Yesterday afternoon at the National Press Club (the standard Washington venue for events that need a little class), the Committee for a Responsible Federal Budget—a bipartisan debt-reduction group—rolled out its “Fix the Debt” campaign, an attempt to push deficit reduction to the top of the congressional priority list. It's hard to overstate the extent to which this was an almost stereotypical gathering of Beltway deficit scolds. The event featured Pete Peterson—businessman and former Commerce secretary in the Nixon administration—who funds the Committee, as well as members of the Bowles-Simpson fiscal committee—including the titular Erksine Bowles and Alan Simpson—along with former New Hampshire senator Judd Gregg, former Pennsylvania governor Ed Rendell, and former OMB director Alice Rivlin.
Despite the subject, policy recommendations were not the focus of this event; at most, the panelists praised Bowles-Simpson for its “boldness,” and repeatedly described it as a plan to put the country on the right track. Instead, the bulk of the conversation was devoted to hyperventilating over the threat of the federal debt, and indulging the centrist conceit that both parties are responsible for the impasse in Congress. For the attendees, who filled the room and the overflow section, this was catnip.
“While Washington is embroiled in ideological, and near-theological, combat over low revenues and no entitlement cuts, the public wants compromise,” said Peterson, giving his take on the challenges of passing a deficit reduction package. This was followed by Honeywell CEO Dave Cote, who declared, “We can’t continue to revel in discordant pluralism,” as if there were something problematic with democratic decision-making. Simpson had a lighter touch, though it came with a bit of Beltway resignation over the pain of “necessary” cuts to entitlements and other programs for ordinary people. “Understand that the problems are real," he said, "and the solutions will be painful.”
The astounding thing about this entire show was the extent to which unemployment went unmentioned. Each panelist spoke about how economic growth was paramount, but none seemed aware of the country’s employment crisis. Indeed, listening to the panelists, you wouldn’t know that 12.7 million Americans are unemployed, and that millions more have dropped out of the workforce altogether. At most, you had fact-free statements about how debt reduction was a necessary precondition to economic expansion. “Fixing the debt and growing the economy are tied together,” said Alice Rivlin. “We can’t grow the economy without fixing the debt.”
Of course, this isn't true: As we saw to a limited extent with the stimulus, you can improve the economy by taking on debt, as long as that debt is used to finance consumer spending. A second, $1 trillion spending program would increase the debt, but would do more for jumpstarting the economy than any agreement on long-term budgets.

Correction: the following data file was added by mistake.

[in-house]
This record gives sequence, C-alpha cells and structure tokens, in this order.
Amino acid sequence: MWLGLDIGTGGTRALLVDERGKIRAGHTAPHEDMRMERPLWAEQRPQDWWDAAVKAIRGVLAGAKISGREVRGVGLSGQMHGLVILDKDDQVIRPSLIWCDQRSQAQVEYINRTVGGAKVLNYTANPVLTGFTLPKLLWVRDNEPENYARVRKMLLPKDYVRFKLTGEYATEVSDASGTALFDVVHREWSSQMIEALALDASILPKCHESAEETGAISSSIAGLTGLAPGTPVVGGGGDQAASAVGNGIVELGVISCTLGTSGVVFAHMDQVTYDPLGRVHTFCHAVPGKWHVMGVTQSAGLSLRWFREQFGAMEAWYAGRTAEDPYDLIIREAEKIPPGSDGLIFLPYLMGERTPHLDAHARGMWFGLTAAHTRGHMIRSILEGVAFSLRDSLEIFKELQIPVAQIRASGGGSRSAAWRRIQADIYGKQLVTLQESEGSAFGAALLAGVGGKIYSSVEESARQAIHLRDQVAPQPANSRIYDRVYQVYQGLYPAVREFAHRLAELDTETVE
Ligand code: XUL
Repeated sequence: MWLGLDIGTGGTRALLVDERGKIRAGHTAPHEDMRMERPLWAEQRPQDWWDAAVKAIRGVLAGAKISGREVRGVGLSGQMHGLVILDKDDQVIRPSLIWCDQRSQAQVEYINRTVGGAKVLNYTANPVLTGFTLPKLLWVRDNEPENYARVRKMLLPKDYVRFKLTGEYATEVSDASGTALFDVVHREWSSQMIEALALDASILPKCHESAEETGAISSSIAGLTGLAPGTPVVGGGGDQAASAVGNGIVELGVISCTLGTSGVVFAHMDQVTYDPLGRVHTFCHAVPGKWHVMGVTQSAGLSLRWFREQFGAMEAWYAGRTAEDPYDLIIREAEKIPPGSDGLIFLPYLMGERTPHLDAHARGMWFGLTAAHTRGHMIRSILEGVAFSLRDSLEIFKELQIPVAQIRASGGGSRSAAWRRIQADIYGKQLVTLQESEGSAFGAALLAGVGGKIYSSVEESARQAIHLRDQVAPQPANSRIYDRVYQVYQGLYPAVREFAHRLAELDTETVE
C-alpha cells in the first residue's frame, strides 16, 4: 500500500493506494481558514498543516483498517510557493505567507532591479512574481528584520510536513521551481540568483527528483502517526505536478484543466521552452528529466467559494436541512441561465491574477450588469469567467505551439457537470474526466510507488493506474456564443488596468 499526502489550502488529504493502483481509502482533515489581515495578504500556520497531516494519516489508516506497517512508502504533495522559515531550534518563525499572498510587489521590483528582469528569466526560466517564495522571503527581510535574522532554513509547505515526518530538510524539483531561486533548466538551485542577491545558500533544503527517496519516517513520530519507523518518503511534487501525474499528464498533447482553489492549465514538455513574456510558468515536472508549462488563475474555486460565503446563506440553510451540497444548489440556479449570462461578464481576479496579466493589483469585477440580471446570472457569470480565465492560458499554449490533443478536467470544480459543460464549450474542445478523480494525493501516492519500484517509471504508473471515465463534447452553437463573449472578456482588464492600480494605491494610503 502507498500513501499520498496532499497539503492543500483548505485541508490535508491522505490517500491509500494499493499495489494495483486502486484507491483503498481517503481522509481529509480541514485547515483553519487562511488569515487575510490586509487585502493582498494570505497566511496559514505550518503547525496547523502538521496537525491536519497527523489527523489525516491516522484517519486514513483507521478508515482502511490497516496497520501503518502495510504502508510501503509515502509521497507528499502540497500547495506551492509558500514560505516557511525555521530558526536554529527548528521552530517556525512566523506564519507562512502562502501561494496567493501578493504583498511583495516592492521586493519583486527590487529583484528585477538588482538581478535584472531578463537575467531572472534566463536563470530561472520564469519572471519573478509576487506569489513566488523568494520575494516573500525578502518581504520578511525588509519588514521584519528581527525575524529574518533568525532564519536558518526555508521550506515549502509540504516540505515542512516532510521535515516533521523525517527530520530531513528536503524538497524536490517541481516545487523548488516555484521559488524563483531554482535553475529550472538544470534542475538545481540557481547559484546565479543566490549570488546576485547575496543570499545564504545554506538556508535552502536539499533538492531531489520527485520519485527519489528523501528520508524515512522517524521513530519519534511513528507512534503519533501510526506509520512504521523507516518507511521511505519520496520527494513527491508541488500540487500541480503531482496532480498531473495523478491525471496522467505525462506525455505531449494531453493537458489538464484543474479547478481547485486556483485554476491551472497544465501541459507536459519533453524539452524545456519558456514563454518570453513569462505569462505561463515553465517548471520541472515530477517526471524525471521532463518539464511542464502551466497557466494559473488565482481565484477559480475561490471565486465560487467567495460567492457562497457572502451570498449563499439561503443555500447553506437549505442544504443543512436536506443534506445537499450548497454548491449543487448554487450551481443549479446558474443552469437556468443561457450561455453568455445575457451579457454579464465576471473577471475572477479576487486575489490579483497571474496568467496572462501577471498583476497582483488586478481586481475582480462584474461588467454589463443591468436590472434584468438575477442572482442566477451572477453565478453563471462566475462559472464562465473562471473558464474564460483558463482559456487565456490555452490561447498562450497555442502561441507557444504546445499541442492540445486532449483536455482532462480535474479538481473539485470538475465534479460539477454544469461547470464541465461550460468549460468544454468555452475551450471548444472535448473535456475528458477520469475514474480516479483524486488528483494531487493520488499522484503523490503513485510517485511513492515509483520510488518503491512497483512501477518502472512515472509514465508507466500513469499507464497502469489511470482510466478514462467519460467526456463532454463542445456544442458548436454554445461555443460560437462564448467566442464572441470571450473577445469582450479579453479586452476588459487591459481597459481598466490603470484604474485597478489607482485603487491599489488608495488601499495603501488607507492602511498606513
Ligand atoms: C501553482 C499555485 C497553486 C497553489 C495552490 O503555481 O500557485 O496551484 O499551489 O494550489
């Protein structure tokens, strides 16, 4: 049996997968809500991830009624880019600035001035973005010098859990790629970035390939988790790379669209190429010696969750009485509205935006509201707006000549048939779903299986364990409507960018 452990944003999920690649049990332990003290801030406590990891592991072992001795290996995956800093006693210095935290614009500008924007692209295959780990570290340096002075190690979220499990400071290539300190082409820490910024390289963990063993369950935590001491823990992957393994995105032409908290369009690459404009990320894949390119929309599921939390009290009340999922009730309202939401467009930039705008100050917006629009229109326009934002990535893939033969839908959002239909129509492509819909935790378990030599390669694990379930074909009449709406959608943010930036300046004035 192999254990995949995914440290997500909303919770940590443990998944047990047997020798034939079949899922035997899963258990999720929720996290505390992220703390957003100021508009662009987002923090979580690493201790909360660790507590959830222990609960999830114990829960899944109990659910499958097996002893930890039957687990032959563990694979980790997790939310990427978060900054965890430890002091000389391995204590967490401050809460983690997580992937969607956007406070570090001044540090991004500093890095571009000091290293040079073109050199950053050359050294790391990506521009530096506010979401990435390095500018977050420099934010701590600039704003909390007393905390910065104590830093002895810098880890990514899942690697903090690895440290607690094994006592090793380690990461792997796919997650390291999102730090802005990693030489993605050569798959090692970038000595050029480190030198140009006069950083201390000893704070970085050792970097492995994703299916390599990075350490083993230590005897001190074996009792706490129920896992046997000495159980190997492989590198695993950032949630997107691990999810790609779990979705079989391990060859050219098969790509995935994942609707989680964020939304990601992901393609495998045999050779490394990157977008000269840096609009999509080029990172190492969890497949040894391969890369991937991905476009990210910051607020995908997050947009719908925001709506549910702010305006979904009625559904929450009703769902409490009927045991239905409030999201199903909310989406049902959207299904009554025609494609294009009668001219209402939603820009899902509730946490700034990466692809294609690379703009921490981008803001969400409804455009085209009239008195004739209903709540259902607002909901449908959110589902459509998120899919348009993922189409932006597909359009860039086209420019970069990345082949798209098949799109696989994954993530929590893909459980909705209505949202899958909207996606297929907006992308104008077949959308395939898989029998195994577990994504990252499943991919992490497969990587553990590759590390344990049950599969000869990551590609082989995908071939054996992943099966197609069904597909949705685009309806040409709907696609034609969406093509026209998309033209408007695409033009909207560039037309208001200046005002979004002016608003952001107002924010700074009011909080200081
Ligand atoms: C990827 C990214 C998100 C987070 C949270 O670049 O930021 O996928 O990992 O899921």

This isn't hard to see. But in the Beltway, among the permanent establishment, there is a dangerous myopia that leads to the conclusion that our short-term budget deficit—and a hypothetical, long-term debt problem—is the greatest threat to our continued economic health. Indeed, this is believed so strongly that disagreement is dismissed with dogmatic certainty, and contradictory facts are ignored; the market’s ongoing confidence in U.S. debt, for one, often goes unmentioned in these discussions.
This also goes for the most important reality of today's Washington—the extent to which congressional dysfunction is a Republican problem more than anything. The GOP has adopted a categorical opposition to upper-income tax increases, despite the fact that the wealthy have seen the vast majority of income gains over the last decade. Democrats, by contrast, have shown their willingness to sign on to a “grand bargain,” to say nothing of the Affordable Care Act, which continues to stand—unheralded—as the most significant debt reduction measure since Bill Clinton’s 1993 budget bill.
It would be one thing if this group were pushing for long-term debt reduction and short-term economic relief. The centerpiece of President Obama's economic plan is the American Jobs Act, which calls for hundreds of billions in new stimulus, to jumpstart the economy. This would necessarily add to the deficit, but the gains from employing people—1 million additional workers, over the next year—would more than make up for the additional debt. Different sides might disagree about the best way to accomplish the long-term goal of reducing the debt, but focusing on short-term economic improvement is clearly the right thing to do.
Instead, these self-styled masters of consensus are entirely focused on reducing the deficit now. In the current economic environment—where demand is still lagging—this is a guarantee of disaster.
It’s worth noting that, during the 111th Congress, Gregg was an avowed opponent of the Affordable Care Act, despite his constant posturing on the deficit. ↩
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